Some fascinating stuff here:
“THE CRUSADER STATES had always relied for their survival on the even greater disunity of the Muslims who surrounded them on three sides. To the north, the Seljuk Turks had fallen into ferocious internecine fighting. To the east were the feuding city-states of Syria, and to the southwest was Egypt, whose long-ruling Shia dynasty, the Fatimids, had pitched into terminal pandemonium. Stalking silently among them all was a renegade sect of Shia fanatics who knifed their fellow Muslims in the back with even more ardor than they murdered the Christian interlopers. Their headquarters were hidden deep in the tortuous hinterland of the Syrian coast, in a fortress built on a rocky prominence from which their leader, a spectral figure known to the Westerners as the Old Man of the Mountains, reputedly ordered his disciples to jump to their death to impress a passing Crusader. To the rest of the Muslim world the sect was known as the hashshashin, or “hash eaters,” a popular term of abuse from which the Crusaders adapted the name “Assassins.” From there it was a short step to the fantasies of Western fabulists, in which cultists were given a glimpse of Paradise in the form of a hashish-hazed orgy before being sent off on a suicide mission that they were told would admit them to the promised land for good. Stoned or not, the Assassins did away with large numbers of prominent Muslims as well as plenty of Crusaders. ” (pp.38-39)
Illustration of the Battle of the Horns of Hattin, 1187, the turning point in the Crusades – from a medieval manuscript.
There is so much packed into this first chapter – and it’s only the background – Here’s some more!
“OF ALL THE nomadic invaders who surged west across Asia, the tribes united by Genghis Khan were the least heralded and the most devastating. In the early thirteenth century, the Mongol fighting machine swept across China, turned west, and burned a path through Iran and the Caucasus. The horsemen rode across Russia and into Poland and Hungary, where they wiped out a massed European army that numbered among its ranks large contingents of Templars and Hospitallers. In 1241 they marched on Vienna— and suddenly they vanished as quickly as they had come, called home by the death of their Great Khan.” (p.43)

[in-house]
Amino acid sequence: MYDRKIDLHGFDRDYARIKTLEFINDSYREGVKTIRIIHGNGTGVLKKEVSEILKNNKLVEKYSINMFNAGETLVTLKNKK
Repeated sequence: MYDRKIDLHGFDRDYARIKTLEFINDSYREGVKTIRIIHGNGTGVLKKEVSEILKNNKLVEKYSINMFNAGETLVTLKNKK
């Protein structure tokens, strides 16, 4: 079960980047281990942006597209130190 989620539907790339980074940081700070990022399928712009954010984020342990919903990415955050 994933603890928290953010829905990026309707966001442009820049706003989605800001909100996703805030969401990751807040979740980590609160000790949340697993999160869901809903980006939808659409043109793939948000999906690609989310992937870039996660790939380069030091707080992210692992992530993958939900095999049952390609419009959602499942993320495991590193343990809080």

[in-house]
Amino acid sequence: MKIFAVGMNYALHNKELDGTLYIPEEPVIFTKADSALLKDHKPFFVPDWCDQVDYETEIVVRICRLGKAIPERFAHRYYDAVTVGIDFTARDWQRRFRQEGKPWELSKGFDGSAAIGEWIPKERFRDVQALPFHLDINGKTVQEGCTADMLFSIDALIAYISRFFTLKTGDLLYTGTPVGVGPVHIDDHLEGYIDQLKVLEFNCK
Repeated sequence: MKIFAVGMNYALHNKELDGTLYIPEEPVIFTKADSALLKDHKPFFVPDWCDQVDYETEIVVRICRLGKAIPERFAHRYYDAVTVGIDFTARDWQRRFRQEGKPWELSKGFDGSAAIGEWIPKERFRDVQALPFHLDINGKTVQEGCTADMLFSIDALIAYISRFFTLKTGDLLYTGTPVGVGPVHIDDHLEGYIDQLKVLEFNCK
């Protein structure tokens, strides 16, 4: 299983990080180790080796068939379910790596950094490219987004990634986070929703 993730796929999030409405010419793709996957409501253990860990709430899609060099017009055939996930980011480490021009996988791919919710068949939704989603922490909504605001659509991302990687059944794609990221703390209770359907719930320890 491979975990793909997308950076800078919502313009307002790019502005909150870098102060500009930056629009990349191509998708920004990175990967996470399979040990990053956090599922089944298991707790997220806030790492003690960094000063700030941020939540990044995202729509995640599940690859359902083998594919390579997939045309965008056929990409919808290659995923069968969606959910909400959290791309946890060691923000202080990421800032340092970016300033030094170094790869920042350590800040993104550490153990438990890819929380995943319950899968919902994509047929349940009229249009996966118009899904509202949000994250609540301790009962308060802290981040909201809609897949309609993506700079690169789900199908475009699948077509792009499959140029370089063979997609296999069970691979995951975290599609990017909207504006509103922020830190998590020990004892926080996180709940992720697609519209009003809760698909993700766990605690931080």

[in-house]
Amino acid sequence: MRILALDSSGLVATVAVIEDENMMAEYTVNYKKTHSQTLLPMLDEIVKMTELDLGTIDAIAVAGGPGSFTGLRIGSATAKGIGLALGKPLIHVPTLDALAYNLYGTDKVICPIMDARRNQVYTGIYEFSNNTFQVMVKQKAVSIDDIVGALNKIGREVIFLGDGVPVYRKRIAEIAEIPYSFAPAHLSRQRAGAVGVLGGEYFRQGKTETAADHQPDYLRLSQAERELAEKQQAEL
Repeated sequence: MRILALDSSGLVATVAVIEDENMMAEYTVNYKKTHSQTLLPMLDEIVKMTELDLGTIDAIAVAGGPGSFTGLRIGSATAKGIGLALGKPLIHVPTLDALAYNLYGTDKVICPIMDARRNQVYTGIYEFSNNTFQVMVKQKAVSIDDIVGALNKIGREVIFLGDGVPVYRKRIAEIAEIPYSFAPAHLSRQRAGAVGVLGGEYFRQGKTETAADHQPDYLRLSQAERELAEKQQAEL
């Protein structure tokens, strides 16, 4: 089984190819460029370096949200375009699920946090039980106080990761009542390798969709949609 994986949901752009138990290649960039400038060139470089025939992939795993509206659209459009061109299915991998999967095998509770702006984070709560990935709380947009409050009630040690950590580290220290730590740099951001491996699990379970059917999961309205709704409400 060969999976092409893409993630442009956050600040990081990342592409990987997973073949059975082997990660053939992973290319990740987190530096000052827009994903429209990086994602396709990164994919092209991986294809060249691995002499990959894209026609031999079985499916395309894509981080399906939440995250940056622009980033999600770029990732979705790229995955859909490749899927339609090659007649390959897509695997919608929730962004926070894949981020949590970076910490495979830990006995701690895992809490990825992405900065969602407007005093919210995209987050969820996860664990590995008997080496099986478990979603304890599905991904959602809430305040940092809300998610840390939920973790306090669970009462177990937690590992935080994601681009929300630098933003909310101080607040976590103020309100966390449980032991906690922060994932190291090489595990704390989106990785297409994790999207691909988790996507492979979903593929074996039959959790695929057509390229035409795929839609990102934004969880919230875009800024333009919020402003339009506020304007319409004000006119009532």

Mongol Invasion of Europe to 1241 – so now Europe looks kind of like this map of Eurasia circa 1200:
The Mongels trashed Baghdad in 1258 and Cliff says the Islamic culture never really recovered.
“Islam’s civilization would never fully recover from the loss. Many Muslims responded to the shock by withdrawing within themselves; this was the time of the whirling dervishes, mystics who redirected their sense of exile and estrangement into an interior battle, a means of stripping away the egotistical self to reveal the boundless divine. While some looked inward, others looked backward. With the loss of centuries of learning that followed the destruction of uncounted libraries, the ulama, Islam’s body of religious scholars, retreated into a conservatism that sought stability in fundamental beliefs. Islam’s early accommodation with Judaism and Christianity was finally forgotten as the ulama taught that all foreigners were suspect, and non-Muslims were banned from visiting Mecca and Medina.” (pp. 43-44)
Meanwhile the European Christians were convinced that the apocalypse was near although England did get the Magna Carta (but the book doesn’t get into this – it is rather extraneous).